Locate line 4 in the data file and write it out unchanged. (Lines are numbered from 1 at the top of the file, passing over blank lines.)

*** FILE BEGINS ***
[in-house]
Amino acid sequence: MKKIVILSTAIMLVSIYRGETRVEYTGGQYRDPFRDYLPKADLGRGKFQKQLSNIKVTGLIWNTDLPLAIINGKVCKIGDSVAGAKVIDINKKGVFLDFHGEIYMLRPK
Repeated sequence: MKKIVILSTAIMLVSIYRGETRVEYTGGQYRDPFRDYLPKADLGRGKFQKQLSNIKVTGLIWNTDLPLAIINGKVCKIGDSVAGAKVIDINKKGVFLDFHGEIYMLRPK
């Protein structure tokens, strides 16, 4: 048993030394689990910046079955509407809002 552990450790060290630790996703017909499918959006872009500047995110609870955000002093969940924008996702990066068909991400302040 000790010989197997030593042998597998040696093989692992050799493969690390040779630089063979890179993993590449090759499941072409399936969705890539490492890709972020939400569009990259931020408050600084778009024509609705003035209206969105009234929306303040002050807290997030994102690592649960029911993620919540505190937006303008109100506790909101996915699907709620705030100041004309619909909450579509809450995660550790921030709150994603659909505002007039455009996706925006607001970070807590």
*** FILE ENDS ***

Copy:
């Protein structure tokens, strides 16, 4: 048993030394689990910046079955509407809002 552990450790060290630790996703017909499918959006872009500047995110609870955000002093969940924008996702990066068909991400302040 000790010989197997030593042998597998040696093989692992050799493969690390040779630089063979890179993993590449090759499941072409399936969705890539490492890709972020939400569009990259931020408050600084778009024509609705003035209206969105009234929306303040002050807290997030994102690592649960029911993620919540505190937006303008109100506790909101996915699907709620705030100041004309619909909450579509809450995660550790921030709150994603659909505002007039455009996706925006607001970070807590």